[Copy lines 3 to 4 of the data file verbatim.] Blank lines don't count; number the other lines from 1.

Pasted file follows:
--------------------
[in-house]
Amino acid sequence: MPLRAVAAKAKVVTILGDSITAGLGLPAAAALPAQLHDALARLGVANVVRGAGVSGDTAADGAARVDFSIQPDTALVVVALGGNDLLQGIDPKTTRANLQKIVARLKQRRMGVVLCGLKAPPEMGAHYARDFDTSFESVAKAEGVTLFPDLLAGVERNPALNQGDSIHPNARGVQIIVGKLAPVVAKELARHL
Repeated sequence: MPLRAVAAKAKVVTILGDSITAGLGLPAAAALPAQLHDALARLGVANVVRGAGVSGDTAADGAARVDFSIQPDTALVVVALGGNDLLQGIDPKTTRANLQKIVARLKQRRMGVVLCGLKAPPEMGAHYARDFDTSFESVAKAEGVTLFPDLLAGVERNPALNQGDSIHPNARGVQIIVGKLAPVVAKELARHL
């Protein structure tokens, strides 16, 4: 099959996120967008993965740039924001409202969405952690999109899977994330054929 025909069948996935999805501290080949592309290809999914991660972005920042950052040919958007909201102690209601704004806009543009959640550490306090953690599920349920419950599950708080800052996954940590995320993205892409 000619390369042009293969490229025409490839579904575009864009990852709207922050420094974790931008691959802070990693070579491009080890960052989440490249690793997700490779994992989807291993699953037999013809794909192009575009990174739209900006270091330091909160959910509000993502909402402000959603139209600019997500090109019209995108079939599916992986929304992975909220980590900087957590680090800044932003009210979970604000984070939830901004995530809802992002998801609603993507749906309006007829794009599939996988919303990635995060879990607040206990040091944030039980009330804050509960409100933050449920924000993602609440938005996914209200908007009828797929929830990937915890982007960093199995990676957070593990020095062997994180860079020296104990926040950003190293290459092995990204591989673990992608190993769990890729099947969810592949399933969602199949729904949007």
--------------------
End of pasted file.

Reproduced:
Repeated sequence: MPLRAVAAKAKVVTILGDSITAGLGLPAAAALPAQLHDALARLGVANVVRGAGVSGDTAADGAARVDFSIQPDTALVVVALGGNDLLQGIDPKTTRANLQKIVARLKQRRMGVVLCGLKAPPEMGAHYARDFDTSFESVAKAEGVTLFPDLLAGVERNPALNQGDSIHPNARGVQIIVGKLAPVVAKELARHL
């Protein structure tokens, strides 16, 4: 099959996120967008993965740039924001409202969405952690999109899977994330054929 025909069948996935999805501290080949592309290809999914991660972005920042950052040919958007909201102690209601704004806009543009959640550490306090953690599920349920419950599950708080800052996954940590995320993205892409 000619390369042009293969490229025409490839579904575009864009990852709207922050420094974790931008691959802070990693070579491009080890960052989440490249690793997700490779994992989807291993699953037999013809794909192009575009990174739209900006270091330091909160959910509000993502909402402000959603139209600019997500090109019209995108079939599916992986929304992975909220980590900087957590680090800044932003009210979970604000984070939830901004995530809802992002998801609603993507749906309006007829794009599939996988919303990635995060879990607040206990040091944030039980009330804050509960409100933050449920924000993602609440938005996914209200908007009828797929929830990937915890982007960093199995990676957070593990020095062997994180860079020296104990926040950003190293290459092995990204591989673990992608190993769990890729099947969810592949399933969602199949729904949007």